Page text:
Another post I’m transferring from my new blog because it fits better here.
I enjoyed my blog more when I wasn’t trying to get followers – when it was just a project meant to provide a home for my photography. Now I’m back in that sick cycle of feeling irrelevant unless I have such and such amount of followers. I got back on Instagram and now I’m back to comparing myself and judging the quality of my photos. I see professionals who have probably been at this for 10 years and I think, “well I might as well give up because they’re so much further along than me.” But is that really why we, as humans, have hobbies? To show off? Or is it because we love the craft and the process.Mother Mary
I know this about myself – as soon as I get wrapped up more in gaining attention than in the process of making art, the art becomes miserable. Why do I do this? I don’t know. It could have something to do with my mania. But it’s unnecessary. An artist makes art because they have to, not fundamentally for others. Sure, the eyes of others are a bonus. We want that validation – everyone does. But that’s not why we make the art in the first place. It’s not why we need to write or paint or sing. We need to do those things because there exists a force within us that tells us those things are necessary. Save us all!
Because I have only been taking photos for about a year, I struggle endlessly with feeling like an imposter. It’s a brand new craft and even though I love it, there are many things I don’t yet understand and haven’t been able to grasp. Something that brings me solace is the fact that I’ve seen loads of old people take up photography as a hobby in their old age and, in doing so, they probably rarely if ever think about the eyes of others, but only about the fact that taking photos brings them joy. I hate this obsession I have with validation and needing the eyes of others to create and I think the only way to fight it is to keep creating regardless of who watches. To do it because I have to, because I love it.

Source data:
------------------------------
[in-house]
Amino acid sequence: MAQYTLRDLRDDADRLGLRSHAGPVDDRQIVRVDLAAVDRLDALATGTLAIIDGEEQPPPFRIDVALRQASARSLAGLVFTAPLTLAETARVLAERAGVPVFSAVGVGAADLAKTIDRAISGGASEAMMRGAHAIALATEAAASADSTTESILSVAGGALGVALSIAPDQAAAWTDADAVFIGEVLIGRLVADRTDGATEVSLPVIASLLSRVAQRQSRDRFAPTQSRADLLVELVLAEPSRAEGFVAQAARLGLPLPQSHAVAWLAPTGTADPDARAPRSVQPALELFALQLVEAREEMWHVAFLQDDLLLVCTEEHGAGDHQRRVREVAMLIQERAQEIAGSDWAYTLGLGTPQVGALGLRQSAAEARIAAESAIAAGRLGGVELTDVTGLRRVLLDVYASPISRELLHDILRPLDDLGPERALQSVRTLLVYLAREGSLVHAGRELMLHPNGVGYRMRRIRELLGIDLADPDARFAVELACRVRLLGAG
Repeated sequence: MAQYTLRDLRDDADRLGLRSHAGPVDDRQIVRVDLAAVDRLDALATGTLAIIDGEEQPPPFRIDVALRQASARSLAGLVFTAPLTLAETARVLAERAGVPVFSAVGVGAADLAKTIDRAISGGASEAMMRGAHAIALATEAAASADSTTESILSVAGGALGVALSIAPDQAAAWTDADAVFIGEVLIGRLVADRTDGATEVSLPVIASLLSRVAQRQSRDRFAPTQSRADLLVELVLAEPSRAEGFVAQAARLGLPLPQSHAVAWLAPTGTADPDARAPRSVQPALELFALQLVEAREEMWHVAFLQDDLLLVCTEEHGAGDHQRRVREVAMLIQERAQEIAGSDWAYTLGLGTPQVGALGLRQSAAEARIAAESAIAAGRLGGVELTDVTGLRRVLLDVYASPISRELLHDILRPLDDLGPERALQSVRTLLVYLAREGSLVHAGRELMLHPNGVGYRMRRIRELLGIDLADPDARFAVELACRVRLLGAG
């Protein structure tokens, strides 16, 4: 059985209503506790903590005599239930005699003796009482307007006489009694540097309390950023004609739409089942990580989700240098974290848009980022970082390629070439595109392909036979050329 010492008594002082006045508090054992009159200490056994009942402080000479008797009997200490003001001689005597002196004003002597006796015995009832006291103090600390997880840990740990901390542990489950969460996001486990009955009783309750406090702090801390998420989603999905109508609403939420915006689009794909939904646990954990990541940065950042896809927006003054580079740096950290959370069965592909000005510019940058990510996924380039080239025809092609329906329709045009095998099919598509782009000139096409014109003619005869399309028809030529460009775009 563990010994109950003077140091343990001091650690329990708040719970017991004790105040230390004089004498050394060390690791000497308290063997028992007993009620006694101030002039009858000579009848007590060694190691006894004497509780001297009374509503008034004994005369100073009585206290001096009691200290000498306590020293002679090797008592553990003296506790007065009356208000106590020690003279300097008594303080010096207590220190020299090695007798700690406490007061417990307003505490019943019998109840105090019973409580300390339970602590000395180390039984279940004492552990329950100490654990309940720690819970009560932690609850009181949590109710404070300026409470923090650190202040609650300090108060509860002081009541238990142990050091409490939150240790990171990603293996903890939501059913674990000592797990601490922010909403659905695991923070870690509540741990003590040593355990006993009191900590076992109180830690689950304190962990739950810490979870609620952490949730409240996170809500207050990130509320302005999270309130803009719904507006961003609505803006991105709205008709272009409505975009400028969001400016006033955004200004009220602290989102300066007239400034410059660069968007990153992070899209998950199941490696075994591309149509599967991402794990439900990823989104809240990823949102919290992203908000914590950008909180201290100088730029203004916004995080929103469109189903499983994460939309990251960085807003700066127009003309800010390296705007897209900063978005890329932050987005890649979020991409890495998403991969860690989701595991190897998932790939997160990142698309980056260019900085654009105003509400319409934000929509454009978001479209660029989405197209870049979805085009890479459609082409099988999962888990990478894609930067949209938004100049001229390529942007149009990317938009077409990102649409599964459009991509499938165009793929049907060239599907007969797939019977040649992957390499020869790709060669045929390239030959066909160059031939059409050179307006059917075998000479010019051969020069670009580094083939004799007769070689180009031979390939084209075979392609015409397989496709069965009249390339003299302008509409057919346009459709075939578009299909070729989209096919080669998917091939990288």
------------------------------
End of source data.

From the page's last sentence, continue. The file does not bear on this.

I’ve been doing things I don’t really enjoy because I get more followers. Things like making videos for YouTube and considering a podcast and posting videos on TikTok. I did those things because I knew there were people consuming that type of content, even if it wasn’t the type of content I wanted to be making. Part of the reason I stopped blogging was because I knew people weren’t reading blogs as much, even though blogging brought me more joy. It was a slower pace and allowed me to practice the skill I went to school for – writing. I traded that for something hollow for the sake of validation from people I don’t know and will probably never meet. I couldn’t just be satisfied with the modest reader-base I had acquired. I needed more.
And I do think that’s my mania speaking. My manic self wants fame and glory. My depressed self doesn’t give a shit. She’s satisfied with hiding, with the slower paced, more modest life. My manic self is not. She wants the spotlight. And perhaps that’s not only because of mania but also because of my trauma. I seek attention because I don’t have a lot of people in my life. I seek validation from strangers because I don’t have a family. That’s sad. The validation I get from strangers isn’t the same. It’s not like the love of a family. It’s fleeting. And that’s why I always need so much more of it.